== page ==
When we are sick, how much health care is good health care? These days when we call an ambulance, the medics rush in with all sorts of equipment and medications — called advanced life support, which replaces the basic life support that many of us learned in CPR classes.
Doing More for Patients Often Does No Good, a January 12, 2015 article appearing in the New York Times, makes the point that more advanced therapies and medical care do not guarantee higher quality or better outcomes. Written by Aaron E. Carroll, M.D., the piece shares a study in the journal JAMA Internal Medicine that compared the outcomes for patients who had received life support — basic or advanced — before being admitted to the hospital. He also writes about other studies that appear to show how the most advanced emergency care does not necessarily mean longer survival.
Dr. Carroll, a professor of pediatrics at Indiana University Medical School, further reinforces this “more may be less” point of view by describing studies that show how women with breast cancer receive complex and also more expensive breast surgical cancer treatments that are no more effective than outcomes with a more standard breast conservation therapy.
This article requires readers to process fairly complex explanations about medical care, and it may be necessary to read some paragraphs more than once. Yet, it’s worth taking the time to understand that doing more medical care in many cases will not give us extra quality or a better outcome.
Over the past several years we’ve heard a lot about the effectiveness of medical treatments. It’s frustrating to put together the puzzle parts on this issue, but especially so when a family member is ill with a serious disease. Sometimes going forward with a treatment feels better than seeming to do nothing. When aging issues are added to the thinking mix, decisions become even more complex.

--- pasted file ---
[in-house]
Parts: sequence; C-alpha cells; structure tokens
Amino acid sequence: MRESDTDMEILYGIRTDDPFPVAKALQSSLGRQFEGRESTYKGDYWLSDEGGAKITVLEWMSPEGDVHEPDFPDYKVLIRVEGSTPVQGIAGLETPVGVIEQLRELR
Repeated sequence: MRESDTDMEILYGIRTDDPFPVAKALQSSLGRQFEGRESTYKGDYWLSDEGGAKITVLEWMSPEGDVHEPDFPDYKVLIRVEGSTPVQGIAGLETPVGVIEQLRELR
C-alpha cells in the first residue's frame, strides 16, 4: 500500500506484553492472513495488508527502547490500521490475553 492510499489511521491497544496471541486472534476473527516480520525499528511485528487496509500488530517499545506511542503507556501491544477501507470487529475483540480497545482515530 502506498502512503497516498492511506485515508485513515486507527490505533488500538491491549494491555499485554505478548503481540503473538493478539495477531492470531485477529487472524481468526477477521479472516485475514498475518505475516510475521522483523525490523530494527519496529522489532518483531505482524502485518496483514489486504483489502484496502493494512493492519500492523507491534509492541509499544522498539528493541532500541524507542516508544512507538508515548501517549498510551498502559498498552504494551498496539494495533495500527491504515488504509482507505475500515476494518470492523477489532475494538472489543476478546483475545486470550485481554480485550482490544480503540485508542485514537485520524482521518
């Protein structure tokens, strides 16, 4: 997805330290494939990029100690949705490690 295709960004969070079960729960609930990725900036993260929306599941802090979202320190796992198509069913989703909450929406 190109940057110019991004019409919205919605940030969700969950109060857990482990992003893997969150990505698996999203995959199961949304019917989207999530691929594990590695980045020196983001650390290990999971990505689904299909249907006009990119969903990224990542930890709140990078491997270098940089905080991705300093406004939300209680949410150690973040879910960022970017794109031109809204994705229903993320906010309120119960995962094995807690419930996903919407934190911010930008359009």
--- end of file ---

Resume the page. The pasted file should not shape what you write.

Check out this Scientific American article.
In her New York Times Well blog column, When Less Treatment is More, Pauline W. Chen, M.D., points out that it’s often necessary for a physician to figure out when less treatment is better than more. Although quite a bit of research provides evidence and identifies treatments that are less effective, patients continue to receive those medical treatments, sometimes at great risk, because they or their doctors believe those are better care.
A medical treatment or surgery is considered effective if the desired outcome is achieved.
Dr. Chen describes research at Yale University School of Medicine that investigated whether radiation treatments after surgery were effective for women over age 70 with less invasive breast cancers and whether the patients lived longer. After examining the records of 13,000 women, the researchers found that the addition of radiation therapy to their treatments made little difference in their survival rate. Continue reading →